Duke Bootee’s Hip Hop History – Lesson 3: New School 90s
Nu-School rappers, much like the soldiers who came home from W.W.II., rode the gravy train the originals and the “old schoolers” laid the piles and tracks for. LL Cool, N.W.A., The Ghetto Boys, Uncle Luke, Big Daddy Kane… these acts mostly had major label deals. By this time all the major institutional paragons of distinction had recognized the voice of the under class. There were Grammys being won and intellectuals writing about the genre in the N.Y. Times and other recognized academic journals. Society has always danced to the rhythm of the sufferer. The new school became as main- stream as sliced bread. This can be good and this can be bad. Luke gave free speech a run for its money, Public Enemy stretched the political envelope and Kane wound up as a centerfold in some girlie magazine. This group went on to win main stream success in film, television, radio, stage and whatever else they could insinuate themselves into. Moguls were developed and fortunes were made and lost. There was then, and is now, no stopping rap. The thrusting forces that keep it irreverent and new are the conditions under which its stars were raised. The culture will always produce youthful angst and rebellion.
The regionalization of hip-hop had begun to develop styles and cadences that were born of the various urban centers all over this country and the world. Even suburban and country rap had made itself known. The virus was becoming a global pandemic. During the “nu-skool” era freakishness had yet to replace the rigors of the every day grind. There has always been an under current of latent fetish wear in rap ever since Flash, Mel and them went to London. It is hard to resist that shit over there. I had been into the New York scene for years and had been wearing black leather pants on stage since Edwin’s “War… What is it Good For”. Starr bought me my first pair of leather trousers from Carneby’s in Piccadilly Circus.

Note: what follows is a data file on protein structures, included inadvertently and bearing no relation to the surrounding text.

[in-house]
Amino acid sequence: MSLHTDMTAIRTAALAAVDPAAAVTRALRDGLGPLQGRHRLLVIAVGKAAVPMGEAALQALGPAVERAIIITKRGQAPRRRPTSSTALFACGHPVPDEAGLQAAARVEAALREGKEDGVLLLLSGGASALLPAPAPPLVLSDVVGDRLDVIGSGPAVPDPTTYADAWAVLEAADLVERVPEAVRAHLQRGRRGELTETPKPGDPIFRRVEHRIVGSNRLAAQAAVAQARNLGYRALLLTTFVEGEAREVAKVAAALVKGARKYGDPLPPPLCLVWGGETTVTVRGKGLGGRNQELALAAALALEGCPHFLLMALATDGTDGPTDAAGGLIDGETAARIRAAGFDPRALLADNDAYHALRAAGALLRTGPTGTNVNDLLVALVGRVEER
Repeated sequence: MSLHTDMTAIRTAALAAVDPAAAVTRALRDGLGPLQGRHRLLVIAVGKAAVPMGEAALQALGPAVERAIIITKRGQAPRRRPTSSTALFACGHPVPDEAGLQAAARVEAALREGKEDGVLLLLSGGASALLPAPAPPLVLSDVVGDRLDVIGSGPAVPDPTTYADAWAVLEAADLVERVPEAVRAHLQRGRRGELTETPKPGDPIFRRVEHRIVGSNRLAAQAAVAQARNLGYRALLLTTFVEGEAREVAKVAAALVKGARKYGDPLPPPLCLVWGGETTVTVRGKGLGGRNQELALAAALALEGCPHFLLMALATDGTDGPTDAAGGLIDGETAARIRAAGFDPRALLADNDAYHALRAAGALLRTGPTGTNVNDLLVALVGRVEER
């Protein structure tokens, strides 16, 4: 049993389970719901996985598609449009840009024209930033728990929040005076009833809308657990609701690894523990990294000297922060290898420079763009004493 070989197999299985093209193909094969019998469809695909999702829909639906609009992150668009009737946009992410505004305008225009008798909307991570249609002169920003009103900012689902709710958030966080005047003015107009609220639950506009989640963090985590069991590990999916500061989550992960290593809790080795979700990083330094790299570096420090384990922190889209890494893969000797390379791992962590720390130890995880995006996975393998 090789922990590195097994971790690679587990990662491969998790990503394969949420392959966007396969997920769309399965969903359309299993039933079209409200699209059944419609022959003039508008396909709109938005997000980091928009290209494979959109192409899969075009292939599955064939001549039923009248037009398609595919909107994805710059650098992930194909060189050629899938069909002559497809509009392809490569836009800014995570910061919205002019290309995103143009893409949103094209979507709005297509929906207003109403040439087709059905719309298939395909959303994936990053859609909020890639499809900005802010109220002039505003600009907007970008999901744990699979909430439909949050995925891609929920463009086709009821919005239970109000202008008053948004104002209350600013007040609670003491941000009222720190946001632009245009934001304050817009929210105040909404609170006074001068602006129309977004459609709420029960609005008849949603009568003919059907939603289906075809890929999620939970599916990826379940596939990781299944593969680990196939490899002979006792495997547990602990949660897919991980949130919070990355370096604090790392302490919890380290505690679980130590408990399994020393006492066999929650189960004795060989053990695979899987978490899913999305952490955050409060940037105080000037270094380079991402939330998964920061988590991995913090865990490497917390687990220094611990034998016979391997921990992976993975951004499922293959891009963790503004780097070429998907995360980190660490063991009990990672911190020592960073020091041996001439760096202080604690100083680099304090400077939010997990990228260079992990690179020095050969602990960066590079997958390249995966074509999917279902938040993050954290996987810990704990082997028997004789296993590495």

Run and them may have had their Adidas, but these kids had a hundred pair of “Jordans”. Graffiti was lining the walls of exclusive galleries and hip-hop was the shit for old tired vampires who only come out at night. The baton was being passed as the race got longer and faster, an obstacle relay with death defying jumps and soul stealing moats. Such is the life we crafted and was crafted for us. Though we are at war, there was, and is no draft so most rappers forgot about the war; they grew up not even aware of the lives lost at home and abroad. The new insular electronic world of self-absorption was gaining ground. There is a world out there beyond the me-ism that was a looming storm of narcissism, misogyny and latent jailhouse homosexuality that was to find its way into the visuals and themes of the music. Rap and hip-hop came of age during the nineties. What was a teen-age vision of the life they were leading turned into a vision of an arrested development manhood where men are still boys.
We watched kids like LL and Ice Tea, Ice Cube and Mos Def literally grow into men before our eyes. We have also watched what is essentially a genre conceived and crafted by young people masterfully age and transform itself time and time again. It will be the next school that begins the cannibalistic zombie “all I ever wanted to be was a rapper” narcissism that keeps some kids from seeing and honestly interacting with the world around them.